Seven teenagers are facing criminal charges in connection to a hazing investigation in Woburn, Massachusetts.
All of those charged are students at Woburn Memorial High School.
Kevin Couceles says cellphone video shared on social media shows his then 14-year-old son being assaulted in the locker room after a football game last September.
Several students, including football players in uniform, are seen pouring water on him and throwing water bottles. Couceles says a student pulled down his son's pants and groped him.
Five juveniles have been charged with assault and battery, with one of them also being charged with indecent assault and battery. Two additional juveniles were charged with assault and battery in connection with a subsequent incident, according to the Middlesex County District Attorney's Office. All seven await arraignment.
"It took the DA way too long to come up with these charges," Couceles said. "The charges should have been done within a month or two of the incident. It shows it clearly on the video."
He says it's a step in the right direction, but it's not enough.
"There should be a lot more charges. A lot more accountability on staff, coaches, administration," he said.
Questions to Woburn Public Schools about any disciplinary actions for the students involved or staff overseeing them have gone unanswered.
"The Woburn Public Schools takes this matter seriously and is treating it with the utmost sincerity and gravity," Superintendent Matthew Crowley wrote in a statement to NBC10 Boston.
Crowley went on to say the district had hired a law firm "to conduct a comprehensive Title IX investigation," which is ongoing.
"Additionally, a thorough administrative review and policy analysis is being conducted by a second outside agency, by a firm headed by former Massachusetts Secretary of Public Safety and Security Daniel Bennett, Former State Police Colonel Kerry Gilpin and Attorney John Benzan," Crowley added. "We pledge to be forthcoming regarding the results of those investigations and pledge to enact their findings and recommendations to the extent we are permitted by law."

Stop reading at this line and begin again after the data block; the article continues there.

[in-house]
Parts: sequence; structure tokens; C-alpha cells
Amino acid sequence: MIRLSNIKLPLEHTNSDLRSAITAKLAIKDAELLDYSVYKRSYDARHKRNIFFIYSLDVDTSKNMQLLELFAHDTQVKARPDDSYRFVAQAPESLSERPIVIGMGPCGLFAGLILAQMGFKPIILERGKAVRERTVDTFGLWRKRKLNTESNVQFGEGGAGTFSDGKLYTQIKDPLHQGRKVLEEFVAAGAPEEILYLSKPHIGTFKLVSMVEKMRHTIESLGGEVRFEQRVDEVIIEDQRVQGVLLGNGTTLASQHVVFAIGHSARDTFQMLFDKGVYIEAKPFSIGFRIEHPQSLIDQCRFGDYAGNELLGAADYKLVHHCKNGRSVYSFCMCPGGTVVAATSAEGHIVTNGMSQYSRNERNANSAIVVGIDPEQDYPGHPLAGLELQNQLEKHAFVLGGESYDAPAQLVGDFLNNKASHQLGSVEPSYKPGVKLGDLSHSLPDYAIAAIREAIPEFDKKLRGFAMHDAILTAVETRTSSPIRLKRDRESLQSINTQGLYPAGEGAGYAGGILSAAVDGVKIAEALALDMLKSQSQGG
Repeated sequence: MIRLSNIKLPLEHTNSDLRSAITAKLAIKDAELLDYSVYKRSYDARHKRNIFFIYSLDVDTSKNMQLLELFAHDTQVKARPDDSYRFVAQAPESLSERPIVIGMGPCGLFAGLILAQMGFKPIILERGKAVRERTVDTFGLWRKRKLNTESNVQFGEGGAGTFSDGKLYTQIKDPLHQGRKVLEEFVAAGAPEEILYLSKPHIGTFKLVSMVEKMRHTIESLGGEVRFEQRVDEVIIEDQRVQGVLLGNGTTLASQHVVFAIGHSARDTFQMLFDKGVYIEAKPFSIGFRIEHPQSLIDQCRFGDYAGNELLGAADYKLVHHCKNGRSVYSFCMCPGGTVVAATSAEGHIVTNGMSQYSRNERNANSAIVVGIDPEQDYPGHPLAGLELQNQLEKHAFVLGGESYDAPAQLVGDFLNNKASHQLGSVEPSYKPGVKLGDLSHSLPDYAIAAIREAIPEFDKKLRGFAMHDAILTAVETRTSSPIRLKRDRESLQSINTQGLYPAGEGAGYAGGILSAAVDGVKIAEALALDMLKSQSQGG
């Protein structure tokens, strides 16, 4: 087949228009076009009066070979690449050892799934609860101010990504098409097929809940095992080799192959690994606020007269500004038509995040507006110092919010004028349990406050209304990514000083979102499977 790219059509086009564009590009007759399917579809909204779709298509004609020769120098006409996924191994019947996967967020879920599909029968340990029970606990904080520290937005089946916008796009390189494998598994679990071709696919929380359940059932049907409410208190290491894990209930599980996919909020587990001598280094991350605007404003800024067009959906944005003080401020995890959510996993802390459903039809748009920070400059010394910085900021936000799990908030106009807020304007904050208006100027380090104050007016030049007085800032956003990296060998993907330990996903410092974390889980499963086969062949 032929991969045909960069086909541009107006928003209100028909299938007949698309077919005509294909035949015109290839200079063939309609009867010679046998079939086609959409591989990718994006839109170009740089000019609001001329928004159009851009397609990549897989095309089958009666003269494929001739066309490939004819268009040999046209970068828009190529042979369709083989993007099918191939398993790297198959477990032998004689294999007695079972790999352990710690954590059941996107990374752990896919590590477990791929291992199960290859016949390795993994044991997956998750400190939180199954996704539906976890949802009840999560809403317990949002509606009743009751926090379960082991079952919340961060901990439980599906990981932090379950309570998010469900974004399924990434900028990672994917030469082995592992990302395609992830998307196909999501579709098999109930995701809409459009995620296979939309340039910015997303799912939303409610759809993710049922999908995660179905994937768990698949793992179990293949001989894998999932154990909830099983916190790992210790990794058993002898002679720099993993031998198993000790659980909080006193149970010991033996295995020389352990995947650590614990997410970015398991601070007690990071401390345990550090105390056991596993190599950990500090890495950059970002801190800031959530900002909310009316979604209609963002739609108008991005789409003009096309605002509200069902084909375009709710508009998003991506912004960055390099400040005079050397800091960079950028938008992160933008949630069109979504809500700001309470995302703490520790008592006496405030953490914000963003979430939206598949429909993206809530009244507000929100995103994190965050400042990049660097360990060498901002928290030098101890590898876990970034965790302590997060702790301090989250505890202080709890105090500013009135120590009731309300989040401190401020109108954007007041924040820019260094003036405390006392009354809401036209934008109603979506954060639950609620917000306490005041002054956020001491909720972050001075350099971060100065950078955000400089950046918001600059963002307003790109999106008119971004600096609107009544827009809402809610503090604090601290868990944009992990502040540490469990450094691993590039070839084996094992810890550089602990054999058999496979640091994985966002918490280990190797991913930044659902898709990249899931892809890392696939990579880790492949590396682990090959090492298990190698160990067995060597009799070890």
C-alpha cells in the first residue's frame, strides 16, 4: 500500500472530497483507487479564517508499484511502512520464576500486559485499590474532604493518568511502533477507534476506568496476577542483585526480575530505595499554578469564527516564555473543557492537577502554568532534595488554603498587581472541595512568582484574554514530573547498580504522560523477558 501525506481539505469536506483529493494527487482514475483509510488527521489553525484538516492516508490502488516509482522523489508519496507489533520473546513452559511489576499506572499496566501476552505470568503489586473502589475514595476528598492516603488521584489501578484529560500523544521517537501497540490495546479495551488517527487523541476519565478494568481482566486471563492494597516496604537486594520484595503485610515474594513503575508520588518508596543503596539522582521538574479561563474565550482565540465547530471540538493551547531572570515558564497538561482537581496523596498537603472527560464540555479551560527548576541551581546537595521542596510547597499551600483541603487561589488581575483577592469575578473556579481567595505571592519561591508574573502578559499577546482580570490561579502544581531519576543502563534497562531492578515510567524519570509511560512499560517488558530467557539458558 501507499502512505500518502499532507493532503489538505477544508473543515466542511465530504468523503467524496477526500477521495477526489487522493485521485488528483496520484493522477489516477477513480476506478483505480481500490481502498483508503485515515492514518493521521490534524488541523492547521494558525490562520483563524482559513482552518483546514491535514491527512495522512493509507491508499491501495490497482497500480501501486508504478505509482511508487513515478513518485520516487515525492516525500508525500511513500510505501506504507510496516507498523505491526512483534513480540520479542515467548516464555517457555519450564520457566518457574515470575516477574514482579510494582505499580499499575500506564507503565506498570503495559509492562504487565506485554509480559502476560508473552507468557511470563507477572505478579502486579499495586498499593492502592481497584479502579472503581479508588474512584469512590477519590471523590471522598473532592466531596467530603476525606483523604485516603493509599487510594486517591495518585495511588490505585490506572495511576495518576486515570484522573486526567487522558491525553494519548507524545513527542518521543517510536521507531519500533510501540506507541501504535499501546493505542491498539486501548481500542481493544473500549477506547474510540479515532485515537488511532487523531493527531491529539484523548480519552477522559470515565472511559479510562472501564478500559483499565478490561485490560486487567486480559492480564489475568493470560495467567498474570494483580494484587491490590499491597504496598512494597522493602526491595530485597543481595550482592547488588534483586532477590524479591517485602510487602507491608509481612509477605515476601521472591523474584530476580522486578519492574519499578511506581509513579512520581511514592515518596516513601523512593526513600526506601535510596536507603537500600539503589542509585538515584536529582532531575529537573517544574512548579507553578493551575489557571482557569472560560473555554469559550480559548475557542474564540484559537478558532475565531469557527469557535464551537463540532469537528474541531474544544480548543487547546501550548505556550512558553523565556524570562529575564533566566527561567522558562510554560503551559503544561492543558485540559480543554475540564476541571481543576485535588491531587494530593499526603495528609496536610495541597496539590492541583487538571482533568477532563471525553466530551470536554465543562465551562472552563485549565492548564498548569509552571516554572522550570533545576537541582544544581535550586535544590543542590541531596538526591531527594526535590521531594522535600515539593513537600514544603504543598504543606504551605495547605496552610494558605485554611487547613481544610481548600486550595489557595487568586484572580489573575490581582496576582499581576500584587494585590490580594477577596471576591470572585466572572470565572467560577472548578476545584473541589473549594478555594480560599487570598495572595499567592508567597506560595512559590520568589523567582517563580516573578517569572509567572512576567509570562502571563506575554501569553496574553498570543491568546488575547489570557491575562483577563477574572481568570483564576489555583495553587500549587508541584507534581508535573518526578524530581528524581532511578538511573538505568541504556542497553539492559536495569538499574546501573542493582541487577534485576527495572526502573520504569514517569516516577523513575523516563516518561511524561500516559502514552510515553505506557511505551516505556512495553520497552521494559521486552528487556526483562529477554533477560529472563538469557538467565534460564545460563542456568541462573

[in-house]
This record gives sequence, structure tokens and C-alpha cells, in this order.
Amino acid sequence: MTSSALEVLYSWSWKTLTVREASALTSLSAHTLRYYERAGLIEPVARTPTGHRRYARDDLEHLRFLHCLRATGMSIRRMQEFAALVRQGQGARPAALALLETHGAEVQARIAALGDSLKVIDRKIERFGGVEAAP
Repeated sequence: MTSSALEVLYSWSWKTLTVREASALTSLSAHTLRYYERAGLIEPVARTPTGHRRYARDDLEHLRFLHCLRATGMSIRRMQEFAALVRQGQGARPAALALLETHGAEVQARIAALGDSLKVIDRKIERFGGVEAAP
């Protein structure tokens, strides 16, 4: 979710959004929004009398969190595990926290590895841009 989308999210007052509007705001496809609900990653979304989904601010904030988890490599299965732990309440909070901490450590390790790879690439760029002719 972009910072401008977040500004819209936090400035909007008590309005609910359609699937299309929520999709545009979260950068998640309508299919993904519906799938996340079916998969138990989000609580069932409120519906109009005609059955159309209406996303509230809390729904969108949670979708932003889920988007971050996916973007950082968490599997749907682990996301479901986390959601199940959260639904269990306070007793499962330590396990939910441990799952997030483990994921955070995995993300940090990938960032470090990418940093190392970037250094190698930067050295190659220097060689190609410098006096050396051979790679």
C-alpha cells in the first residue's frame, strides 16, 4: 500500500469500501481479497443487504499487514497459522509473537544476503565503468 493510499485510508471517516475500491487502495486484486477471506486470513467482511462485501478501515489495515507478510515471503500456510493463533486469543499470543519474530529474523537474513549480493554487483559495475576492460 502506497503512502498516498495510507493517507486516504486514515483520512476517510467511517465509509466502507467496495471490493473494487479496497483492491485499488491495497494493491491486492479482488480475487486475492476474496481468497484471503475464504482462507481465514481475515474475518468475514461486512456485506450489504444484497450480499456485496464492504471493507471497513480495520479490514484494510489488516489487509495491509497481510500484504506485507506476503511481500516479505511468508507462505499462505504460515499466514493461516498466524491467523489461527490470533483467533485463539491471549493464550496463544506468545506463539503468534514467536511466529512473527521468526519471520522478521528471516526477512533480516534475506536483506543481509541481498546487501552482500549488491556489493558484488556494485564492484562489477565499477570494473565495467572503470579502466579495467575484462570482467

Crowley said Woburn Public Schools could not give more information during the investigations.
In March, Woburn Memorial High School principal Jessica Callahan announced she would be leaving her position to pursue another opportunity in July.
In a letter to the community distributed in February, Crowley said the school district consulted with the Massachusetts Interscholastic Athletic Association and had a consultant from the Anti-Hazing Collaborative work with all of their winter sports coaches.
Moving forward, Crowley said, all of the district's coaches will be required to undertake extensive supplemental training.
"One of the main objectives is to make sure coaches understand the need and importance of safety and just understanding and working with adolescents," MIAA Director of Communications Tara Bennett said of the organization's certification program for coaches.
The training covers a variety of subjects, including how to respond to reports of abuse, harassment or other issues.
"Individuals who work in the schools, everyone is a mandate reporter, and so when individuals receive information that may put a student or a student athlete at harm, then they need to report that," Bennett said.
More on hazing in Massachusetts schools
Several Woburn coaches have initiated and completed the certification program, which Bennett said requires four to six hours of work over a two-day period, additional work with the National Federation of State High School Associations and a final state test.
A list of certified coaches published on the MIAA website did not include Woburn head football coach Jack Belcher.
Couceles said he and his wife, Jeanny, decided to pull their son out of the school for his safety in December.
"Every mother just wants their child to be safe when they are not around. It's really hard to comprehend everything, to understand … Especially, you are going to work every day, your child is going to school, you want them to be in safe hands," Jeanny Coucelos said. "I just want justice for my son."